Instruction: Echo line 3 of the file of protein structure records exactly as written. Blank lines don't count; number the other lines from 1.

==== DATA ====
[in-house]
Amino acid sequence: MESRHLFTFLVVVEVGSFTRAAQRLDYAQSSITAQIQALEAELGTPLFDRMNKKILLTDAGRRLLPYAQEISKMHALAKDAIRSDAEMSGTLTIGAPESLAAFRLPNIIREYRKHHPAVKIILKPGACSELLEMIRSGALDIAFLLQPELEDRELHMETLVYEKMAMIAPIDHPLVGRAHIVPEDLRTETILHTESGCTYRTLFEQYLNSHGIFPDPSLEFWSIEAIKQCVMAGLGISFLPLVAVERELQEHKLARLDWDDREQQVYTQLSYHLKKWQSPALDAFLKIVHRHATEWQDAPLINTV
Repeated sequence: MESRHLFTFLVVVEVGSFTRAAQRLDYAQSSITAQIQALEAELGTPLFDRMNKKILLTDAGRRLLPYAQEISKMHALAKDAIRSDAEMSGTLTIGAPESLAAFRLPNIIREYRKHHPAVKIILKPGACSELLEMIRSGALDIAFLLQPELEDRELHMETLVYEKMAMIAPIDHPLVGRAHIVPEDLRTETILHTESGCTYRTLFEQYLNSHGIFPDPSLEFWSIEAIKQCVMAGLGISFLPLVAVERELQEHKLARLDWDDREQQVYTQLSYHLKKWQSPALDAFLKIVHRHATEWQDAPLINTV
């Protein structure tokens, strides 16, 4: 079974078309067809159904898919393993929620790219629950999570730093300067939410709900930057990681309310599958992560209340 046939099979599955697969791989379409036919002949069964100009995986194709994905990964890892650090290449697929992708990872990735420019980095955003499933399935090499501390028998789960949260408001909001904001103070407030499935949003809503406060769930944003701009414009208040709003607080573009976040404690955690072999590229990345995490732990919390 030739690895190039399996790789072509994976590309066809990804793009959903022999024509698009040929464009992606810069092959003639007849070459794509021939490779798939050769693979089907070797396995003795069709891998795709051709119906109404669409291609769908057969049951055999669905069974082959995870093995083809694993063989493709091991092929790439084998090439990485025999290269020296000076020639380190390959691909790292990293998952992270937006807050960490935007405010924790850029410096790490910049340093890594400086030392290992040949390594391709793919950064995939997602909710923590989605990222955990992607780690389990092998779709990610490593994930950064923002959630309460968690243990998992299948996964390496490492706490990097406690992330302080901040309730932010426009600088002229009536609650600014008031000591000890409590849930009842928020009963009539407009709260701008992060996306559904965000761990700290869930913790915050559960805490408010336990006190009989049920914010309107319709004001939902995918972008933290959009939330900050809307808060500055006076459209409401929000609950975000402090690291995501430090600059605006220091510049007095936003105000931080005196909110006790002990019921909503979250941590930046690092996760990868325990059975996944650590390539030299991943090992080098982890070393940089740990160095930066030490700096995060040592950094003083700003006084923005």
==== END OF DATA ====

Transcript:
Repeated sequence: MESRHLFTFLVVVEVGSFTRAAQRLDYAQSSITAQIQALEAELGTPLFDRMNKKILLTDAGRRLLPYAQEISKMHALAKDAIRSDAEMSGTLTIGAPESLAAFRLPNIIREYRKHHPAVKIILKPGACSELLEMIRSGALDIAFLLQPELEDRELHMETLVYEKMAMIAPIDHPLVGRAHIVPEDLRTETILHTESGCTYRTLFEQYLNSHGIFPDPSLEFWSIEAIKQCVMAGLGISFLPLVAVERELQEHKLARLDWDDREQQVYTQLSYHLKKWQSPALDAFLKIVHRHATEWQDAPLINTV